Poor mobile phone connectivity may hamper the success of national electric vehicle (EV) charger roll out plans and impact the safety of users, a study has found.
The survey of 96 locations revealed one in five locations has only a 50% chance of getting coverage.
Mobile connectivity at public EV charging points is often vital for “filling up”.
This is because most charge points don’t allow users to just park up and plug in.
They often require EV owners/drivers to either download an app or visit a web page to pay for their charging session.
So without a mobile phone signal, they can’t charge their car.
A weak mobile signal may also leave users unable to access support if something goes wrong during their charging session, or if they feel unsafe in locations such as dimly lit corners of car parks.
The survey of 4G signal coverage at charging locations across Scotland and the north of England also found just 67% had access to mobile coverage from all four mobile network operators.
And one in 20 received no mobile coverage at all.
I’ve lost count of the number of times I’ve found the display showing a ‘communication problem’, or having an insufficient mobile signal to even start a charging session via an app.”
Steve Smith, head of smart places, FarrPoint.
The findings from connectivity consultancy FarrPoint come just weeks after an investigation by BBC Disclosure uncovered faults in nearly 25% of Scotland’s EV charging points.
Steve Smith, head of smart places, FarrPoint, believes that if digital connectivity is not taken into consideration at EV charging points, there could be major problems ahead.
These would centre on not only the efficiency of the charging network but also the safety of users, he said.
‘This isn’t just a rural issue’
Mr Smith added: “Our research backs up my own anecdotal experience as an EV driver.
“I’ve lost count of the number of times I’ve found the display showing a ‘communication problem’, or having an insufficient mobile signal to even start a charging session via an app.
“This isn’t just a rural issue; many urban charging point locations suffer from the same mobile connectivity problems, and in many cases, the situation is not improving.”
He continued: “As demand for EV charging increases, charge point operators should consider digital connectivity as equally important as physical space and available power supply to help avoid future issues.
“Action must be taken to improve mobile coverage at charge points already in place, or an alternative solution will have to be developed.”
Farrpoint’s research follows the launch of a campaign by online car marketplace heycar which calls for the UK Government to introduce minimum safety standards at EV charging locations.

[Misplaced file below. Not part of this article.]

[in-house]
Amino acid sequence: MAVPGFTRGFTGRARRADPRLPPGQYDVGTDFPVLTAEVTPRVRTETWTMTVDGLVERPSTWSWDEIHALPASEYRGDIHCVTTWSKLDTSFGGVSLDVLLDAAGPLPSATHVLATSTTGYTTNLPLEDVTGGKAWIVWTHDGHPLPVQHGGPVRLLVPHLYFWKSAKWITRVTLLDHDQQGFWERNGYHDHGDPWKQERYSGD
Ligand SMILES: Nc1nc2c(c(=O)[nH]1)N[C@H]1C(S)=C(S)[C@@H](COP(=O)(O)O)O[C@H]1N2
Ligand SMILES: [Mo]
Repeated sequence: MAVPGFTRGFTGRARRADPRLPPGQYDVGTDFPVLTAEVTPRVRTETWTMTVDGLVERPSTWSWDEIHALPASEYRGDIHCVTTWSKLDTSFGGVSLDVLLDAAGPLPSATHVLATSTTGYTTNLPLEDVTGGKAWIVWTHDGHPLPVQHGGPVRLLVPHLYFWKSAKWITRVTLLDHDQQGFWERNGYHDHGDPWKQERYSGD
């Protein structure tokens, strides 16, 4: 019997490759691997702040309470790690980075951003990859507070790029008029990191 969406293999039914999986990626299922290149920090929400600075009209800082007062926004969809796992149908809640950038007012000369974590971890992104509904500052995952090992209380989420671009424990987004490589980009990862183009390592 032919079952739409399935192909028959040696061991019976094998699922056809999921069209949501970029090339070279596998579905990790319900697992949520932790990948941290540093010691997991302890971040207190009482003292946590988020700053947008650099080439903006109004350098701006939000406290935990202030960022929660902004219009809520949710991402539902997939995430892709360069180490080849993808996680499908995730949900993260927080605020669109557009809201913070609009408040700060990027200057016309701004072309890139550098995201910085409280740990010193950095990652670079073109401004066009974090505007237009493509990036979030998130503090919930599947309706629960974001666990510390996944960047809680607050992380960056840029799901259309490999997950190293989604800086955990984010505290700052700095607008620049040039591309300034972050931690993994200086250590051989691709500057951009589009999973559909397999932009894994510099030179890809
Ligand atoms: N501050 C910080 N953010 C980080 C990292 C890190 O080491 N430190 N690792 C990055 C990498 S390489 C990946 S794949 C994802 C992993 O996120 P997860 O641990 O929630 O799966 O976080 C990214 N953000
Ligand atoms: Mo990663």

The aim is to make EV charging locations safer for women and vulnerable users.
Heycar is calling for a new requirement for EV charging locations to be well-lit, with monitored CCTV cameras and emergency contact buttons as a minimum.
EV locations that meet this standard would be identified with a kitemark so drivers know they can use them with confidence at night or when they are alone.
The campaign is supported by Volkswagen Financial Services UK.
Did you know that 62.9% of drivers say security measures at EV charge points aren’t adequate?
Women in particular feel vulnerable charging their EVs. For this reason we’re calling on the Government to introduce minimum safety and security standards for public EV chargers. More👇 pic.twitter.com/D4mSscgZ1s
— heycar (@heycar_uk) October 4, 2022
Sarah Tooze, consumer editor, heycar, said: “Personal safety at public EV charging points is an issue for all EV drivers, but women feel particularly vulnerable.
“At the moment it can feel like playing roulette – drivers don’t know what they’ll find when they arrive.
“The charge point could be at the back of an empty, dimly-lit car park with no security cameras and it may not even be working – potentially leaving them stranded if they don’t have enough charge.”
VWFS UK senior fleet consultant Emma Loveday added: “There is a risk of women being subjected to unwanted behaviour and, worse, being attacked.”
Mr Smith, of FarrPoint, said: “Operators should be thinking about ways to make the EV charging infrastructure safer, as lack of connectivity can also cause potential safety issues at charging points.
“CCTV requires stable, high bandwidth connectivity to operate, and the emergency contact button at a charging point also needs reliable connectivity to ensure it works when required.”
A survey of 500 drivers by motoring advice website HonestJohn.co.uk found almost nine in 10 respondents chose not to use a charge point because they felt unsafe at the location.